3 Days* in TANZANIA
An African safari might not be at the top of your wander list, but it should be. I was a safari skeptic… Traveling to the most remote parts of east Africa, spending thousands of dollars to sit in a car and stare at an ostrich? I’ll pass! If I hadn’t been living in Sudan at the time, I probably wouldn’t have made the trek all the way to Tanzania. But what an incredible experience I would have been missing! One that still stands out in my memory as one of the most unique, jaw dropping, perma-grin-inducing adventures I’ve ever had. One thing to keep in mind: Tanzania is expensive. Expect to spend a lot of money on hotels in and around the national parks and conservation areas. Fees to enter the parks are also pretty steep. Do your research before you go so you’re not caught off guard.
This guide is a very quick 3Day dash through two of the major destinations in the Tanzanian highlands: Lake Manyara and Ngorongoro Crater. Note: if you’re there for high season (autumn), or even if you’re not, you should also try to make it to Serengeti National Park, only a few hours further down the road.
Day 1* in Tanzania
Flying into Tanzania is like arriving in a prehistoric shire with rolling green hills and lush landscape as far as the eye can see. You’ll arrive at either Arusha or Kiliamanjaro airport. From there, pick up a rental car (4WD is absolutely necessary) or connect with your safari group or private guide.
My husband and I were traveling with another couple from Khartoum and we were all hankering for a few days of agenda-free adventure, so we opted to forgo a guide and rent our own vehicle through an outfit called R&N Xplorer Africa Safaris.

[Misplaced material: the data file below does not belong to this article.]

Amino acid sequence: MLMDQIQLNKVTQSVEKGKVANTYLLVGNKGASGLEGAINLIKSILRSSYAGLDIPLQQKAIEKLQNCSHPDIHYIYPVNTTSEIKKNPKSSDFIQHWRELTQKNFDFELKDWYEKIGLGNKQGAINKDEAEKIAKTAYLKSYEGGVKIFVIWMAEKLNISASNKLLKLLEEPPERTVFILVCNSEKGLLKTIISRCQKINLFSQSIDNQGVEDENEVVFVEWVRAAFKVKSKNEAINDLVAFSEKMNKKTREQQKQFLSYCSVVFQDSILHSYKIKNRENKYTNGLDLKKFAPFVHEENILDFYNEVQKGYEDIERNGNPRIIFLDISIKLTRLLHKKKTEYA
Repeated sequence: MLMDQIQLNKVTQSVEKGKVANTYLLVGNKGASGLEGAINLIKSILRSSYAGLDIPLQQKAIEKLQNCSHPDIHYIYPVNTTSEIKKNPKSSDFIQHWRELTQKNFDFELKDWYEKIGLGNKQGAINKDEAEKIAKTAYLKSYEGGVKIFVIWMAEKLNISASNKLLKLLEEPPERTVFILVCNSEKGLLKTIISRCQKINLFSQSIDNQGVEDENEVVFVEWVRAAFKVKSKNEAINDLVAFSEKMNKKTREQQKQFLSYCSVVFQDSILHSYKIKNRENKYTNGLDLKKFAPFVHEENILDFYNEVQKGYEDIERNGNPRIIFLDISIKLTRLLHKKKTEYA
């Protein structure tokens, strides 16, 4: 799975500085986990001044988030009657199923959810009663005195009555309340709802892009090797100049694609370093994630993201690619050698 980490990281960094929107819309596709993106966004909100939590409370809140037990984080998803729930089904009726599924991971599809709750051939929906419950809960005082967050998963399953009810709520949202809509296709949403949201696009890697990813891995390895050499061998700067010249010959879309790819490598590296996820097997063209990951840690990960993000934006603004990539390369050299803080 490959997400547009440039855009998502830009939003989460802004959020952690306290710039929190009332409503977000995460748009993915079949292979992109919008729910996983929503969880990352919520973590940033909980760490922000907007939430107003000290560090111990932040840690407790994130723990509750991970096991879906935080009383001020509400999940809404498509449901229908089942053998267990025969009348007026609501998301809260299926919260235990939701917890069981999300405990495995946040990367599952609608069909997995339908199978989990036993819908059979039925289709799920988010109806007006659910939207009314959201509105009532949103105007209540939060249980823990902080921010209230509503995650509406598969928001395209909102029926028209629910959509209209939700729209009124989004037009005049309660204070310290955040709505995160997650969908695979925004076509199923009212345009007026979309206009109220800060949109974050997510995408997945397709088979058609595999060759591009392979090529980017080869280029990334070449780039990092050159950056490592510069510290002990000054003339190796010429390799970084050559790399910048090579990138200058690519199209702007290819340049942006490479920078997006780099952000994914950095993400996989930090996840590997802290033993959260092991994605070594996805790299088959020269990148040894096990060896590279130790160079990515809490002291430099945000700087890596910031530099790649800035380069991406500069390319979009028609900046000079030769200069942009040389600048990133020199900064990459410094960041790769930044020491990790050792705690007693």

Once you’ve secured your wheels, head toward Lake Manyara, about 75 miles from Arusha. All drives in the highlands are spectacular. The brightness of the greens is almost psychedelic, like some Technicolor African dream. Wildly shaped trees like Baobab and Acacia pop up from flat pastures and huge birds swoop and coast overhead. Think: Out of Africa, with no trace of irony. Though the distance to Lake Manyara is relatively short, the road is littered with thousands of speed bumps that make the trip take longer than you’d expect.
We stayed at The Serena Lodge, which I highly recommend. Rooms are spacious and well appointed, food is delicious and the pool overlooks Lake Manyara – a truly spectacular view that we spent many hours contemplating over Tusker beers and complimentary munchies.
If you're there during or after rainy season (March and April), you’ll see millions of pink flamingos on the lake… So many the lake’s water has a rose-colored tinge. This is a good way to wind down after your long journey, so settle in for sunset and replenish your energy for the next day’s safari.
Day 2* in Tanzania
Rise early and partake in the bountiful breakfast buffet. Offerings are standard but good: omelettes, crepes, cold cereals and yogurts, fresh juice and coffee. Then, hop in your 4WD and head to Lake Manyara National Park. You can pick up a map from the park services kiosk as you enter. Now, your job is to spot.